SOFIA eNewsletter for Scientists
SOFIA First-Light Instruments Highlights

     vol. 3    January 4, 2002
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SOFIA, the Stratospheric Observatory For Infrared Astronomy, will be a 2.5 meter telescope operating in a 747SP aircraft.

One of the strongest attributes of SOFIA is its large complement of state-of-the-art first generation instruments. In this newsletter we give you a brief description of the present complement of instruments and a status of their development. For more information on SOFIA's first generation of instruments, please visit our website at: Further information will be sent out when USRA announces the call for second generation instrument proposals.

HAWC (PI Al Harper, Univ. of Chicago):
The High-resolution Airborne Wideband Camera is a far- infrared camera designed to cover the 40-300 micron spectral range at the highest possible angular resolution. The optics consists of four interchangeable sets of re-imaging lenses that enable optimized, diffraction-limited imaging. This Facility class instrument contains a 12x32 pixel array of bolometer detectors. The array will be cooled by an adiabatic demagnetization refrigerator and operated at a temperature of 0.2 K. With its spectral range and angular resolution, HAWC will be used to study source energetics and morphology as well as the physics and chemistry of interstellar clouds. Presently, the prototype bolometer arrays are being tested and will be used this summer at the CSO in Hawaii. The HAWC instrument should be ready shortly after first light.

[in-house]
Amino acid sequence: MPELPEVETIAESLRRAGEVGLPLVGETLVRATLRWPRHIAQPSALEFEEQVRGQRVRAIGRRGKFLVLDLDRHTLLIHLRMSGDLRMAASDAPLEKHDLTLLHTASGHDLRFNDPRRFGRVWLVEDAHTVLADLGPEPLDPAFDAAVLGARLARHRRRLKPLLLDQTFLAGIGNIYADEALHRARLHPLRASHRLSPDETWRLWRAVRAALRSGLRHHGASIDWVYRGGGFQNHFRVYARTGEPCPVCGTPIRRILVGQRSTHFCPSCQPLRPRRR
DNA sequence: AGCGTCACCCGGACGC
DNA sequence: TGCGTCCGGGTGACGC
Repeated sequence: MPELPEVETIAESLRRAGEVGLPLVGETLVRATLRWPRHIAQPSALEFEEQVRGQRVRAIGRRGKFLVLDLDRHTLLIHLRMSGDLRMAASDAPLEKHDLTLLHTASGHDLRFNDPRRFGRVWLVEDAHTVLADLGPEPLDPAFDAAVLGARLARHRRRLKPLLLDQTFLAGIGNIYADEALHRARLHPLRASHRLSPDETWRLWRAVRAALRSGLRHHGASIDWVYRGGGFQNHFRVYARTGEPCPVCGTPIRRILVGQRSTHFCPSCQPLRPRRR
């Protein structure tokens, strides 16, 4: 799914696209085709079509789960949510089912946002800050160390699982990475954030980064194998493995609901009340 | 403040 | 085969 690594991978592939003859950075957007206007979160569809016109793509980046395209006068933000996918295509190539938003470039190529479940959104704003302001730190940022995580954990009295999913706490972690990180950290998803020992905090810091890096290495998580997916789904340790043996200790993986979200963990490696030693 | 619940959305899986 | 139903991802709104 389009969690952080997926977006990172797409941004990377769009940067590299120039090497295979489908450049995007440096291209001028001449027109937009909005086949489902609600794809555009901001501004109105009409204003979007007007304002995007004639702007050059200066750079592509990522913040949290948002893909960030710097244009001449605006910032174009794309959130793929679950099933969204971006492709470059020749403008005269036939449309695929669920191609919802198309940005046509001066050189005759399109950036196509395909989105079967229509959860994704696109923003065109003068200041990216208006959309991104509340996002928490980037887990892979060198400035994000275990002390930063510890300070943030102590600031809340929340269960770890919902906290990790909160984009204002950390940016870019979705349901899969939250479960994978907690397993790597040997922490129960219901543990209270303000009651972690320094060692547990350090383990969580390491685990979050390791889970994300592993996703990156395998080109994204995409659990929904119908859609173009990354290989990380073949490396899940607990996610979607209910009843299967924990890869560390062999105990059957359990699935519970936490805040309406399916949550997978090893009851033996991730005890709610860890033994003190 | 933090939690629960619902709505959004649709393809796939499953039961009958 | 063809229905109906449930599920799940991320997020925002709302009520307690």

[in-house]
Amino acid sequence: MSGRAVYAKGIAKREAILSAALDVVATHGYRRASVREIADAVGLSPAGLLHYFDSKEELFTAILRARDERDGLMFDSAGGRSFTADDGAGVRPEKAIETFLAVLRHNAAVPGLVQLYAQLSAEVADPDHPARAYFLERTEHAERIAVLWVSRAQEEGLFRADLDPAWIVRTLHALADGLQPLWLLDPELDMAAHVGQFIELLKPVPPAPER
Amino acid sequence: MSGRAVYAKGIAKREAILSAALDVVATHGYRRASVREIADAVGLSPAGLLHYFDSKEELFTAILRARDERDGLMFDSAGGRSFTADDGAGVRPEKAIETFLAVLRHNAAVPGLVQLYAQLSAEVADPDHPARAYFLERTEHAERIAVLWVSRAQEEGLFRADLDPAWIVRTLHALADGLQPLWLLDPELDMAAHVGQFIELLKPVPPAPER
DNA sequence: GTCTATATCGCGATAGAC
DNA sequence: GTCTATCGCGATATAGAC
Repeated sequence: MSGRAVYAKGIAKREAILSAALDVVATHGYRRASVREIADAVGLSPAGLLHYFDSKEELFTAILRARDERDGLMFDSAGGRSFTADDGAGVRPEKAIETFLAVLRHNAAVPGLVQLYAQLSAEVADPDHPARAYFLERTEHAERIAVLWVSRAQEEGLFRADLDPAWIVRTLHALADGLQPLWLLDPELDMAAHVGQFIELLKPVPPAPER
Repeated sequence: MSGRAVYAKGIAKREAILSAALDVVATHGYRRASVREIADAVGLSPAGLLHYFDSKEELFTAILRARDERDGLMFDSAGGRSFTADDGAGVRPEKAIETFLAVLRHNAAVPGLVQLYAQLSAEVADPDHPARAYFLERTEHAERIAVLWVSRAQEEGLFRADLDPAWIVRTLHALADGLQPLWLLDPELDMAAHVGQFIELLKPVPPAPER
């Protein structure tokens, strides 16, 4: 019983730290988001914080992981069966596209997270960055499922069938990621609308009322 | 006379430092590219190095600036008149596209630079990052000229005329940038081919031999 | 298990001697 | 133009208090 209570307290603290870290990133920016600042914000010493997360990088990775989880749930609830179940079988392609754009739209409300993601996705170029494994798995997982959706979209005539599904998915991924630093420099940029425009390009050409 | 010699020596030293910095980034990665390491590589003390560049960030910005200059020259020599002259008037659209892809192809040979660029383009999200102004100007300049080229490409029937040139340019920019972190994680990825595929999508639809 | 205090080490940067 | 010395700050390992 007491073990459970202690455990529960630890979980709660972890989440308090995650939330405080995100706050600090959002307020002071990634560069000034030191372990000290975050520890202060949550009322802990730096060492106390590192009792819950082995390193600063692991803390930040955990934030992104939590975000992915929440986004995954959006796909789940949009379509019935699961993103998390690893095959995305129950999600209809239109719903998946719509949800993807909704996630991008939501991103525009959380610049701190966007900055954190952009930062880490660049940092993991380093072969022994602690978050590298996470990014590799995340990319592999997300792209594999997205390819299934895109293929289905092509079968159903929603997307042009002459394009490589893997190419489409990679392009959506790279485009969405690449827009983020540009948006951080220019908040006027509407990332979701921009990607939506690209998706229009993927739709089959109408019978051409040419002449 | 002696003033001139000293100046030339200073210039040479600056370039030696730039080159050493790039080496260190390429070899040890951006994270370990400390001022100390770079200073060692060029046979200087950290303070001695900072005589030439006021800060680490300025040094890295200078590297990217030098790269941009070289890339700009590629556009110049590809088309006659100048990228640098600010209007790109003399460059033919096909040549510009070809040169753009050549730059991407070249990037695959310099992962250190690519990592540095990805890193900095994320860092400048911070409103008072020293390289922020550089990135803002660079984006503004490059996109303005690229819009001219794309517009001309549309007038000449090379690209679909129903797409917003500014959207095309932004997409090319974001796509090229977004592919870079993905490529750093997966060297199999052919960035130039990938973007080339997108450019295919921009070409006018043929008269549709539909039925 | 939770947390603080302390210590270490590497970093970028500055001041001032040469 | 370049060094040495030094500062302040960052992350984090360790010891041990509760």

HAWC Homepage: